Given annually to medical students in recognition of their commitment to addressing public health issues in their community, the competitive U.S. Public Health Service Excellence in Public Health Award rewards visionary medical students who are advancing initiatives to improve public health.
This is the eighth year in a row a Geisel student has received this award.
Third-year medical student Fatima Haidar ’23 has been recognized for her remarkable leadership in engaging numerous Geisel medical students in a true public health collaboration with the state of New Hampshire and nonprofit agencies throughout the Upper Valley, and in securing grant-funding to support this work to help welcome and support recently arrived Afghans in the Upper Valley.
“This is an extraordinarily advanced public health practice at the medical student level—especially during such a politically divisive time. The breath of students involved in these projects is incredibly diverse, including Muslim-American medical students and medical student veterans who previously served in Afghanistan,” says Alison Volpe Holmes, MD, MPH, associate dean for student affairs and associate professor of pediatrics at Geisel.
“As Geisel’s Diversity, Inclusion, and Community Engagement program coordinator and as a member of the Afghan diaspora, I have been advising Fatima and the Middle Eastern/North African Student Association (MENASA) about their New Hampshire-funded project to welcome Afghan refugee families to the Upper Valley. In the face of the ongoing humanitarian crisis in Afghanistan and delayed Congressional action around the asylum process, it has been heartening to witness Fatima’s dedication to vulnerable communities in her local community,” says Seelai Karzai.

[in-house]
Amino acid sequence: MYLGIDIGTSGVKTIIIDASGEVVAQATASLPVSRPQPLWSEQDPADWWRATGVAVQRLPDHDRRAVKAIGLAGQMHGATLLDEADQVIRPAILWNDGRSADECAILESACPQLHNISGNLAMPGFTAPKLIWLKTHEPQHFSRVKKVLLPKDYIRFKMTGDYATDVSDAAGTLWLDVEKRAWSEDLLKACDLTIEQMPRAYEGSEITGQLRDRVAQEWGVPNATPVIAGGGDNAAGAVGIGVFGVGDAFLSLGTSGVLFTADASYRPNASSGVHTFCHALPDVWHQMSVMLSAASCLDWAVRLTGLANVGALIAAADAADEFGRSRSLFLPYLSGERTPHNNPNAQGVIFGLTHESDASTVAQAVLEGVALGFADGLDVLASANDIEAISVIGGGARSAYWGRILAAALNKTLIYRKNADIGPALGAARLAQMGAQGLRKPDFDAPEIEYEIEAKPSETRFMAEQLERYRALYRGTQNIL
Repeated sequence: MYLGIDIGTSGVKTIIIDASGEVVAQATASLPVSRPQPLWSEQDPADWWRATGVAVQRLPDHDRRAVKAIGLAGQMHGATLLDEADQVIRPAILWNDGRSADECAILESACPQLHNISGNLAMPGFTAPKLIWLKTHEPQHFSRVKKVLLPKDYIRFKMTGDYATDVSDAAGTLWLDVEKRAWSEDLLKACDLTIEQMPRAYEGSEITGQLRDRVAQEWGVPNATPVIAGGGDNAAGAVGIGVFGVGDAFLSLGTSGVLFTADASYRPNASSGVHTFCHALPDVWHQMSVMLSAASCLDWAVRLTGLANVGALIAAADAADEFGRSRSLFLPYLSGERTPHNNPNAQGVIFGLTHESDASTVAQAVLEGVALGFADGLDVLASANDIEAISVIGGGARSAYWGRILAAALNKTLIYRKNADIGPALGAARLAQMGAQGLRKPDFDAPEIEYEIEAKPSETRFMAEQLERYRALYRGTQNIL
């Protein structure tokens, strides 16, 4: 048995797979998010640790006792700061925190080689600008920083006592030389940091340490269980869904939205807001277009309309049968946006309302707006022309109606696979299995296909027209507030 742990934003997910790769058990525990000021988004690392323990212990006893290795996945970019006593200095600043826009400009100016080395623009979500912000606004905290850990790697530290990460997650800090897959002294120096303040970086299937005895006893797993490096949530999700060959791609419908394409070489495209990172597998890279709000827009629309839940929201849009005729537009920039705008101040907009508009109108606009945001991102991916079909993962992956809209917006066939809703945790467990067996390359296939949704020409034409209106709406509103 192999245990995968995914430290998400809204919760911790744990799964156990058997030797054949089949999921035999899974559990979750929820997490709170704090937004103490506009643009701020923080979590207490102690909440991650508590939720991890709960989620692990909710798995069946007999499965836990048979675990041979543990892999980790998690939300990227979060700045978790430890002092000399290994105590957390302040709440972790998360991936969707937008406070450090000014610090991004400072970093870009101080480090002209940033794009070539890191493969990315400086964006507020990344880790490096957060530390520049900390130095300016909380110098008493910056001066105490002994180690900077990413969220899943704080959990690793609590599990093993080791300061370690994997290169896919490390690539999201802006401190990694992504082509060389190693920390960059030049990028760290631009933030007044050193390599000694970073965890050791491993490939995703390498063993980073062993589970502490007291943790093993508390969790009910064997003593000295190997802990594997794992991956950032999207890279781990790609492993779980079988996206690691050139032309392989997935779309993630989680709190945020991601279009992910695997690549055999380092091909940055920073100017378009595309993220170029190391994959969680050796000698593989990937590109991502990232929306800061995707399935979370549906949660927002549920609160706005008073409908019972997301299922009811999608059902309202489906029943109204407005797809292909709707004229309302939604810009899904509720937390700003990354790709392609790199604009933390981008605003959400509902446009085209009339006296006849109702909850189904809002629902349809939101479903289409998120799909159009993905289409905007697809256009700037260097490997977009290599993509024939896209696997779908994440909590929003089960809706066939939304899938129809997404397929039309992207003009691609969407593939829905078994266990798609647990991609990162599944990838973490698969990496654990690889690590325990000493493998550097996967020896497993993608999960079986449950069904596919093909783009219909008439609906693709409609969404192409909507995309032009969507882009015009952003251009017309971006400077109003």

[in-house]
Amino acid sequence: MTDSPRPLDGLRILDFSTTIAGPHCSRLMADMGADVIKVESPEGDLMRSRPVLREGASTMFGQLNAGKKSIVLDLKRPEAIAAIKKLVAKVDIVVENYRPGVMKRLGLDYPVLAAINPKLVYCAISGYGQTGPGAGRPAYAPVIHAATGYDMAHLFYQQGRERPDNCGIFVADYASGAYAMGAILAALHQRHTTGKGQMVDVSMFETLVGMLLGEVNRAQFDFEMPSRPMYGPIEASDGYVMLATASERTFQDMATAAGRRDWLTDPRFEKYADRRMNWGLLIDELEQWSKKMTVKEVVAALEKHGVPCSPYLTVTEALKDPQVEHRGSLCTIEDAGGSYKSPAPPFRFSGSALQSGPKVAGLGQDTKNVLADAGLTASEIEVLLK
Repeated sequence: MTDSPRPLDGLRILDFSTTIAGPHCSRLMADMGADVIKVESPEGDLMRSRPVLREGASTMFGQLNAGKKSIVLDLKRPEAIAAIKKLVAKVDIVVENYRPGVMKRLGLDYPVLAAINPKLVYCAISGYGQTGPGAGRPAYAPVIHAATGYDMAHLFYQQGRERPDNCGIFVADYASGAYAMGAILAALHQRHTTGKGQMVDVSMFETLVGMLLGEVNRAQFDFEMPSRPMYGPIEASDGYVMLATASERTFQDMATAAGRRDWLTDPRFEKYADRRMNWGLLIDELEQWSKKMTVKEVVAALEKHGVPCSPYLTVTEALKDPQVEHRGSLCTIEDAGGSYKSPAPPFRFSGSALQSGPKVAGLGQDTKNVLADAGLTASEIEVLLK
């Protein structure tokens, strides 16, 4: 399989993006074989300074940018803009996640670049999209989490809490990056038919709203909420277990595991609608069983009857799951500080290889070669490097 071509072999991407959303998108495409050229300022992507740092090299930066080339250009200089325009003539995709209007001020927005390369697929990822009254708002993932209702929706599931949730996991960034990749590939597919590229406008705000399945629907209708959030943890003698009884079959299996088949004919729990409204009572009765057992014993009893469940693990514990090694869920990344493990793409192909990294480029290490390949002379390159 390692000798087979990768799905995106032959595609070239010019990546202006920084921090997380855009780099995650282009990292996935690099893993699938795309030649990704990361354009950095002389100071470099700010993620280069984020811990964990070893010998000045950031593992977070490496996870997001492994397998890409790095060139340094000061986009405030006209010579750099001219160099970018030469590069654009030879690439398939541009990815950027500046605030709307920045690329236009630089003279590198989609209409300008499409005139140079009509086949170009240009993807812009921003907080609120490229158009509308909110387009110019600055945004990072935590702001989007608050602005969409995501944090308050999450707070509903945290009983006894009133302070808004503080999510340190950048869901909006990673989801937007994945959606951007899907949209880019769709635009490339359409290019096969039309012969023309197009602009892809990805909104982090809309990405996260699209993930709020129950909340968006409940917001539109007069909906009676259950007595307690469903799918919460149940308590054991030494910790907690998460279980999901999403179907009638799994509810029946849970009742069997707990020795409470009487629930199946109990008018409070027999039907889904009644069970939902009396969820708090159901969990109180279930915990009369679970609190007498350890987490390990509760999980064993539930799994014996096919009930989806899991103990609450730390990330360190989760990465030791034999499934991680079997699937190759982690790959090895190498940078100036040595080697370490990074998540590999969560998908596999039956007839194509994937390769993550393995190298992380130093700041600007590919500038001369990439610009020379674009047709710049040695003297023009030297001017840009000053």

The resettlement of displaced people in their host country is no easy task even for a recognized humanitarian assistance organization, Karzai says, “but Fatima has taken steps to welcome recently arrived Afghans with grace and kindness. She exemplifies the best qualities of a medical student who is keenly aware of the needs of an isolated and vulnerable people. Fatima, along with her peers, focuses on the whole individual and seeks to uplift families directly impacted by the violence of war and the U.S. withdrawal by focusing on all aspects of their social wellbeing.”
Haidar has a long history of dedication to underserved populations, particularly to refugees and children. Prior to medical school, she worked with Syrian refugees in Sidon, Lebanon as a student English teacher. In her home state of Michigan, she worked with Jewish Family Services to settle newly arrived refugees in and around Ann Arbor. And she has also spent time in Rabat, Morocco, where she worked in the social work department in the country’s largest public hospital.
Extensively involved in diversity and health equity advocacy at the medical school, Haidar was one of three medical student members on the initiatory Dean’s DEI Taskforce. She co-founded the MENASA at Geisel with fellow classmate Ahmed El-Hussein ’23, and the MENSA Refugee Health Program with El-Hussein, Omar Sajjad ’25, and Shahin Shahsavari ’25 to develop projects advancing the health and wellbeing of MENA (Middle Eastern/North African) refugee and immigrant patient populations. She also worked with undergraduates at Dartmouth College to ensure Muslim students have easy access to nutritious Halal meals.
Haidar, who has prioritized community service throughout her medical school training, spent her first year as a medical student serving the unhoused patient population during the COVID-19 pandemic through the telehealth program at the Good Neighbor Health Clinic in Vermont, with the goal of ensuring continuity of care to those most vulnerable to losing healthcare access.